Ava and her team of industry-leading fashion professionals and her colleagues in the conservation movement have been raising awareness as well as funds by producing wildlife-inspired fashion campaigns and hosting events at Fashion Weeks around the world such as Elephantasia, a campaign to help protect African elephants, And now Elephantasia can be seen as part of TEDxSeattle in the first fashion show included in a TEDx talk. Inspired by her film producer mother and by her father, an instructor in outdoor survival skills, Ava grew up with a deep love of nature as well as beautiful art. A noted producer, Holmes’ career in fashion has always been influenced by her connection to nature, so combining her interests in fashion and conservation became an obvious choice. Eschewing traditional fashion production because of its excessive waste, Holmes decided fashion should be the solution to its own problem and created Fashion for Conservation. It’s working. Her nature-inspired approach to fashion is featured on the catwalk in fashion weeks worldwide as well as in mainstream media, reaching non-traditional audiences with a message of conservation. Fashion for Conservation now funds a variety of innovative conservation projects in threatened ecosystems around the world.


Setting scientific research free

The results from taxpayer-funded, scientific research are often locked behind a paywall.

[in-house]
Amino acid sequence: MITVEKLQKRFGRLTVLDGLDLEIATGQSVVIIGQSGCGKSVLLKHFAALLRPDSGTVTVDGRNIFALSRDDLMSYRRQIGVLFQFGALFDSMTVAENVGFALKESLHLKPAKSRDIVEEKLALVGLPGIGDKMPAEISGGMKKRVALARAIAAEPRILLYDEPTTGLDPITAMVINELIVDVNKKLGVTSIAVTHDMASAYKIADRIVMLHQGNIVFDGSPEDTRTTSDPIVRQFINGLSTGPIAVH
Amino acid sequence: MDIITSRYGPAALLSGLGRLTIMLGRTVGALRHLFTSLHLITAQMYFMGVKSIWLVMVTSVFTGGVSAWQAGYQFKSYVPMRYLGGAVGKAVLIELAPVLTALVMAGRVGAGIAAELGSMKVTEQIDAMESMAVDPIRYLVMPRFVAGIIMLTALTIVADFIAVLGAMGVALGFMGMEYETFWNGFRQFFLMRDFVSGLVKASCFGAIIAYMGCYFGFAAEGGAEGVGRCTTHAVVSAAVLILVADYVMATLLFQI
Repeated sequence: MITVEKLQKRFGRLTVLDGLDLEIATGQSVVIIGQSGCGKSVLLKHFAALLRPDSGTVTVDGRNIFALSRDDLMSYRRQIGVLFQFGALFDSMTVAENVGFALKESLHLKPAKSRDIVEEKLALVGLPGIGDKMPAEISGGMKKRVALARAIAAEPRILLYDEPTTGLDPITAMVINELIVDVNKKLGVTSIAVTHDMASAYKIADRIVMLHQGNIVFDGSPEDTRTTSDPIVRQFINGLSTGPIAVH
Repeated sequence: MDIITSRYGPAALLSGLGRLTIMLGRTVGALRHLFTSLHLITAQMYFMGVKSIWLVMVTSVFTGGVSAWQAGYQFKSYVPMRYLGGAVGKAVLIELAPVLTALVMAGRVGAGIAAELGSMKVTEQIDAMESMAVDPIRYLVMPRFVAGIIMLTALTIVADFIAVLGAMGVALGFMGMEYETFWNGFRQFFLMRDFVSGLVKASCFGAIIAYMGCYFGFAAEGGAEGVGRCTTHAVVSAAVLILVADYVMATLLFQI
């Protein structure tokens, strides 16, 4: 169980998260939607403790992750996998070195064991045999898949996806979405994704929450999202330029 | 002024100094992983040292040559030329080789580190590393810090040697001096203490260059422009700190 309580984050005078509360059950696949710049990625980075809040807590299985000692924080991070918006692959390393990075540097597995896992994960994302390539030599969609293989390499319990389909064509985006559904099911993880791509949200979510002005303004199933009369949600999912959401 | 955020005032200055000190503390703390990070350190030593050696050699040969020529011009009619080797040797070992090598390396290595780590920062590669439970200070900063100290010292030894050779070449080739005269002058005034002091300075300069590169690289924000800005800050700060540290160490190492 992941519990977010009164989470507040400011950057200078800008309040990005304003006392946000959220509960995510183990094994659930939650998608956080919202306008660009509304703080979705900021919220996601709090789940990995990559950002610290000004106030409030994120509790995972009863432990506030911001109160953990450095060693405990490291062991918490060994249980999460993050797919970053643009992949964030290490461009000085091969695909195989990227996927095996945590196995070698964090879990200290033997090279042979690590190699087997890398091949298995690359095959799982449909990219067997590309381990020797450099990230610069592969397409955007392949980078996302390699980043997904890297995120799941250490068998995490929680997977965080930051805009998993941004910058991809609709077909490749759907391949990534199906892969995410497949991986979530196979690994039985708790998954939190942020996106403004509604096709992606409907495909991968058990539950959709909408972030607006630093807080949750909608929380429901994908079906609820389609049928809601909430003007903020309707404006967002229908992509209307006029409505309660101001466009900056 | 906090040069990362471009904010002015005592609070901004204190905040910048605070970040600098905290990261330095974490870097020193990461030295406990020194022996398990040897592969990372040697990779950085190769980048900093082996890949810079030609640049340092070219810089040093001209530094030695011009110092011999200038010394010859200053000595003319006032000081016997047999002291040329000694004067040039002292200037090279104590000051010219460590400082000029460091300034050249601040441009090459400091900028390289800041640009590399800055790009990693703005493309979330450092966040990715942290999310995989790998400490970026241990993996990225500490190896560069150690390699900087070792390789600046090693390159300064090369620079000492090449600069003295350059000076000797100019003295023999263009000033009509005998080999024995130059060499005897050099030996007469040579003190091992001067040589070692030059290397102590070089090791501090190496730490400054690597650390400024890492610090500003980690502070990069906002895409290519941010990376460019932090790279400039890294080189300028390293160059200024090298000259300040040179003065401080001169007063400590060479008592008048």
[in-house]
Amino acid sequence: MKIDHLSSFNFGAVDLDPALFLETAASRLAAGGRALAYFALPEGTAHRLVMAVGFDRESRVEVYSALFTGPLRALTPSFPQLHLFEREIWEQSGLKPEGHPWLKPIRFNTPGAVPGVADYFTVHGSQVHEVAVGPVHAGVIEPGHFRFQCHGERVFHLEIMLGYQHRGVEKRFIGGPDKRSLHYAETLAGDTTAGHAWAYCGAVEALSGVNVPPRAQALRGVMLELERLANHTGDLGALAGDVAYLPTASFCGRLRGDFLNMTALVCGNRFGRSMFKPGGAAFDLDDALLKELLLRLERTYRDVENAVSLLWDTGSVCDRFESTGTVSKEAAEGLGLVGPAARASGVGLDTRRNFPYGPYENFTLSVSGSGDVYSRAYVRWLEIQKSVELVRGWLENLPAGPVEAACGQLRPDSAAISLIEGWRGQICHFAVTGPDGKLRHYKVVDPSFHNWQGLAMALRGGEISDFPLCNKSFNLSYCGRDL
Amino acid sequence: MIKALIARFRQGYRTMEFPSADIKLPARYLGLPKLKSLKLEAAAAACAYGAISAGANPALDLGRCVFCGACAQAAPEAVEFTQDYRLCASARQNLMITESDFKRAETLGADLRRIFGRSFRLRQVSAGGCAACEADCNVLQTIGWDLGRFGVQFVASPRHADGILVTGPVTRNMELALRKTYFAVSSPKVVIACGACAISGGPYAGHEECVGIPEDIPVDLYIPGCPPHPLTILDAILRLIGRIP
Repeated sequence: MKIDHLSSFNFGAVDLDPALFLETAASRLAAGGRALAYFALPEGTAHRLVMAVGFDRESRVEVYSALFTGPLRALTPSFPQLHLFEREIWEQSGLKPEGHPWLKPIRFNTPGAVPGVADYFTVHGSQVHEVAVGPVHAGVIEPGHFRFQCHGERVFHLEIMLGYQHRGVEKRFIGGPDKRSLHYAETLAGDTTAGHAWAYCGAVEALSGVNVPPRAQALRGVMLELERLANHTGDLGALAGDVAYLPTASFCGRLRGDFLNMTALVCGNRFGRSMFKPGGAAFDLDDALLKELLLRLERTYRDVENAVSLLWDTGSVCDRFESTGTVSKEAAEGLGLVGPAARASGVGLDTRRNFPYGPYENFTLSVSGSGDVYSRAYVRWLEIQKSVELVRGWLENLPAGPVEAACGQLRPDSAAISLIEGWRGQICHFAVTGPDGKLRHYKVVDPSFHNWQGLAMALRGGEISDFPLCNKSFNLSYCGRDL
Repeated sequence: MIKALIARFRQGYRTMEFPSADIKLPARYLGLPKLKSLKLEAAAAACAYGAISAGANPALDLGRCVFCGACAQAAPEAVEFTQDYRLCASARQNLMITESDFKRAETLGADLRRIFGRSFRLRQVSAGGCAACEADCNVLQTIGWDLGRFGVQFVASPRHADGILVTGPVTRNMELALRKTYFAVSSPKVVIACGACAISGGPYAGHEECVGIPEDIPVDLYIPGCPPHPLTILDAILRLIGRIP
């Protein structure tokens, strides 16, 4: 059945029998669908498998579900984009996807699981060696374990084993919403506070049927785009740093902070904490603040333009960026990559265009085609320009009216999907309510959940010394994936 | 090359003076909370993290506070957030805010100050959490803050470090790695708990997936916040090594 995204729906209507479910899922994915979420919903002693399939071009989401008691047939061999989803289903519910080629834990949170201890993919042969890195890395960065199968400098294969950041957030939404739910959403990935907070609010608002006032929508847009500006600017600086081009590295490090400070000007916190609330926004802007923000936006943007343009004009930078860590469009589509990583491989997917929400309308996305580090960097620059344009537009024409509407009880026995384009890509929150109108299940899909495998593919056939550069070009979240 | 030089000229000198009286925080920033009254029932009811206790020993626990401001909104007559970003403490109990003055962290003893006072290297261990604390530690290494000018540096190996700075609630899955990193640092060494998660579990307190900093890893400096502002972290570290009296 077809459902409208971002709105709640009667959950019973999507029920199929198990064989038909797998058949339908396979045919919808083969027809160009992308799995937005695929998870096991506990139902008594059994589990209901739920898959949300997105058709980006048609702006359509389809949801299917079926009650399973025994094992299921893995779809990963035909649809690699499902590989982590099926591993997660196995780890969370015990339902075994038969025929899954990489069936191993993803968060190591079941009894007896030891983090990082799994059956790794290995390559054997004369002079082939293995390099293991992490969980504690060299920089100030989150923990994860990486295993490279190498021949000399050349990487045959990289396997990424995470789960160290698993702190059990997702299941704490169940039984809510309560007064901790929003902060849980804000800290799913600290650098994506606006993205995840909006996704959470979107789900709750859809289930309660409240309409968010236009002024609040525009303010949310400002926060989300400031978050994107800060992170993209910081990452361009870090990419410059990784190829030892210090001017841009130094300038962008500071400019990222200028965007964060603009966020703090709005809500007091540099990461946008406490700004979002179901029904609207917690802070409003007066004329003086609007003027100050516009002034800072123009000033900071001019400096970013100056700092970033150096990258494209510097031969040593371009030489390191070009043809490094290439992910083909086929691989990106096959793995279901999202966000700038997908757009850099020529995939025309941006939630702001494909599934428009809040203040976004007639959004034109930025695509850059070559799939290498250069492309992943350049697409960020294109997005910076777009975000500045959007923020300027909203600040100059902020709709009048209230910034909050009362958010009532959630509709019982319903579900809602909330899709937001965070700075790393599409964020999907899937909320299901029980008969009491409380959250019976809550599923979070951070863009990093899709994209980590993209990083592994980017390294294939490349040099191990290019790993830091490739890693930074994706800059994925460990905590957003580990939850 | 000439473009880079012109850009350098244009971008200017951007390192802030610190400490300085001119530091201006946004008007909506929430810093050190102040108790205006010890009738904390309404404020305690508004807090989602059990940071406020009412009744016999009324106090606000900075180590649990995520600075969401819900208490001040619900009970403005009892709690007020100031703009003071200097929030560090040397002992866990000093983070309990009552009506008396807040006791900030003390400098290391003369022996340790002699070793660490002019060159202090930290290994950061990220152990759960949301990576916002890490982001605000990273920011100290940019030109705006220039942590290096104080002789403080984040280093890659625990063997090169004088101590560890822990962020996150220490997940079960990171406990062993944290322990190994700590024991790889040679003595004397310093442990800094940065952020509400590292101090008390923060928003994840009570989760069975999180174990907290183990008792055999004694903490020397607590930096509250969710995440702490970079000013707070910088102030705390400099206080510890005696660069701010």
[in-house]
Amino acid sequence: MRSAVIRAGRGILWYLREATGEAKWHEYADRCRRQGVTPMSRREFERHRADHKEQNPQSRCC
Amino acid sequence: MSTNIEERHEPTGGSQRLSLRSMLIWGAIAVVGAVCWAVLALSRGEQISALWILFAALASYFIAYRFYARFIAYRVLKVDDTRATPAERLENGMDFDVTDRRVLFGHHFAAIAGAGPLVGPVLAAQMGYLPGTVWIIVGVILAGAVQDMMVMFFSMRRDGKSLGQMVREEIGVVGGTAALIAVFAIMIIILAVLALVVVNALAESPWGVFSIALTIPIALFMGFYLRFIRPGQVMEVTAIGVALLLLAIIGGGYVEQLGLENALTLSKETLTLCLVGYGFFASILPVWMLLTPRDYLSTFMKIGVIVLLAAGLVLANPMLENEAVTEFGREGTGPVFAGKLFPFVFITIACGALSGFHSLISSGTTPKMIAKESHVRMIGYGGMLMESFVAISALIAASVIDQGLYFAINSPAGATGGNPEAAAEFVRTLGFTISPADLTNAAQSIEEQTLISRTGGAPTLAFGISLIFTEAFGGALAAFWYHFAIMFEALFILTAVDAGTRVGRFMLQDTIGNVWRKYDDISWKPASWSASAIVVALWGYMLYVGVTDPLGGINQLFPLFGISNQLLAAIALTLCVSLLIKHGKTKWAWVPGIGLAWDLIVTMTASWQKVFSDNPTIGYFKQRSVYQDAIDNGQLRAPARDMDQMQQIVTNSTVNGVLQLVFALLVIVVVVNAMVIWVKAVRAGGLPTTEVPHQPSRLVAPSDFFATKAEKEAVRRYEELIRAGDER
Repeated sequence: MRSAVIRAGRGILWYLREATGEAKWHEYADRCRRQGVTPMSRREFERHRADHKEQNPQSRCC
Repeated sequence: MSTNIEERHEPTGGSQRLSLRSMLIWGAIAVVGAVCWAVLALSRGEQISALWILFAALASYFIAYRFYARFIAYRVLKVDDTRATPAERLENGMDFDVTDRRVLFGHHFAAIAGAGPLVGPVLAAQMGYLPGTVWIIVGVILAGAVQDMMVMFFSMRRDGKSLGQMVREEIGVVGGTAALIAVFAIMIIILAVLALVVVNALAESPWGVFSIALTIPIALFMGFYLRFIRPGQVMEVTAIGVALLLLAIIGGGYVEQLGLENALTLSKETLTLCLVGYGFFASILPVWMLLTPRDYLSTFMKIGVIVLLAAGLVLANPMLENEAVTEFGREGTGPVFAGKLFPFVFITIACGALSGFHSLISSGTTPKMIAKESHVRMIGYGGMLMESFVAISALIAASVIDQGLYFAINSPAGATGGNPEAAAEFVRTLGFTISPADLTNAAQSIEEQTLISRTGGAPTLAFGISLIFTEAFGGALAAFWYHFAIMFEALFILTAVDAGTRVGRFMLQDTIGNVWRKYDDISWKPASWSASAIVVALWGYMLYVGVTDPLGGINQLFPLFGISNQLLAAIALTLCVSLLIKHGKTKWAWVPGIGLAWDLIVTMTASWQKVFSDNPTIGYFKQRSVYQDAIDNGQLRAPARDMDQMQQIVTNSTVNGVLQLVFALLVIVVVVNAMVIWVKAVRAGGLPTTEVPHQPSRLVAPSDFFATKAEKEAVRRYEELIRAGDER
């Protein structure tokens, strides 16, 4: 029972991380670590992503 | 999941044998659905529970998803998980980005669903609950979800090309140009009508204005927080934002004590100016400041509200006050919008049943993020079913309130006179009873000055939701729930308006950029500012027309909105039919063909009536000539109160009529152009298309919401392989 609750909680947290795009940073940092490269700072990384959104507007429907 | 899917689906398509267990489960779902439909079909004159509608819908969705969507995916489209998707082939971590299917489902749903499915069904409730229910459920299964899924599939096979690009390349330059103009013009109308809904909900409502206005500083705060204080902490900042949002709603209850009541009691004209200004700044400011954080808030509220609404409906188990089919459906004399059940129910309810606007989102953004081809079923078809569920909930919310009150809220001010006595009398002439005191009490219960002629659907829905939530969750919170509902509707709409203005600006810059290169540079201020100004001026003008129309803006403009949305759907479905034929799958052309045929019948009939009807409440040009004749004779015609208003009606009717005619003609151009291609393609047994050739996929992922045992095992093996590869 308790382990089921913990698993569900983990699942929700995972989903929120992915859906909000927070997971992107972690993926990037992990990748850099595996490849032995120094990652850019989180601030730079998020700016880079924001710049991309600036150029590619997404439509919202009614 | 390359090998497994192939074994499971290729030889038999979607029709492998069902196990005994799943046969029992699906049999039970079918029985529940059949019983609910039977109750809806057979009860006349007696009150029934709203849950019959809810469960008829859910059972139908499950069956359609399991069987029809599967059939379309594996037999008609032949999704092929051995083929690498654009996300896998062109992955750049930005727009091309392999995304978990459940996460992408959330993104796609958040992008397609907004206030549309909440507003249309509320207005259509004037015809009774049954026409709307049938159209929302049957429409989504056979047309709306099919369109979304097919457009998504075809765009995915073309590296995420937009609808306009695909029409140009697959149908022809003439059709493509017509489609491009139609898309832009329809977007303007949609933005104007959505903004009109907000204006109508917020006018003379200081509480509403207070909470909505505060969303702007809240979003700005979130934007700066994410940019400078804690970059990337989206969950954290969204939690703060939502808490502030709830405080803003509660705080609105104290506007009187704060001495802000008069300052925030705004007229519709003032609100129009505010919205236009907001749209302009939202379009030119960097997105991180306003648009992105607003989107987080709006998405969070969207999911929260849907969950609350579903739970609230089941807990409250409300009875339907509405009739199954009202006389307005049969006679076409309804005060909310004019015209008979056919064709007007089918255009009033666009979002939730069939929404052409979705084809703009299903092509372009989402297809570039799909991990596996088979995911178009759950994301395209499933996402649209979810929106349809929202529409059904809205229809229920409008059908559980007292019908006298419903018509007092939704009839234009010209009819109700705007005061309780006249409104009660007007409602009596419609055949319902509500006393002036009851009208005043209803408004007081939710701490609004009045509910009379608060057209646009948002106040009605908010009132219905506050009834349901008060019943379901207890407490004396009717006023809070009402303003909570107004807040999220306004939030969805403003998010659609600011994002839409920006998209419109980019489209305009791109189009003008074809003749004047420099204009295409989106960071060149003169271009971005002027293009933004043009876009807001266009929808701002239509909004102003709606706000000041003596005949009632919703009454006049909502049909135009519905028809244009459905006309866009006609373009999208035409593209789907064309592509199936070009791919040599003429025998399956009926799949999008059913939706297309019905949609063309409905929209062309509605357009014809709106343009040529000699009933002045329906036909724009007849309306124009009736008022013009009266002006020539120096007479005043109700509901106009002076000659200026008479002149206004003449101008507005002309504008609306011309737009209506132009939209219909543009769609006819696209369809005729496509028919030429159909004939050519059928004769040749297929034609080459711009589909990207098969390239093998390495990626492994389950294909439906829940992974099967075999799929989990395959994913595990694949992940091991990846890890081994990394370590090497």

Jennifer Hansen, a senior officer in Knowledge and Research at the Bill and Melinda Gates Foundation, says the cost of accessing that data is too high. Limiting access to the research results in social inequity and puts human lives at risk. She argues that the current model of research distribution is overdue for disruption. Hansen says it’s time to foster a scientific revolution through open access to data. Jennifer Hansen is an equity advocate with a fierce dedication to ensuring information and scientific knowledge is free and available to all. Her professional career has revolved around closing the digital divide and inspiring others to believe in the power of knowledge to shape their world. Ms. Hansen currently works at the Bill & Melinda Gates Foundation as the Senior Officer for Knowledge & Research. She drives the strategy development and management of the foundation’s research outputs and is an influencer in shaping the future of scholarly communication. She championed and led the implementation of the Foundation’s groundbreaking Open Access Policy – a policy requiring that all its funded published research be immediately available to everyone, everywhere without barrier or restriction. Nature called the bold action to open up scholarly research the”world’s strongest policy on open access research.” And, The Economist described it as “something that may help to change the practice of science.”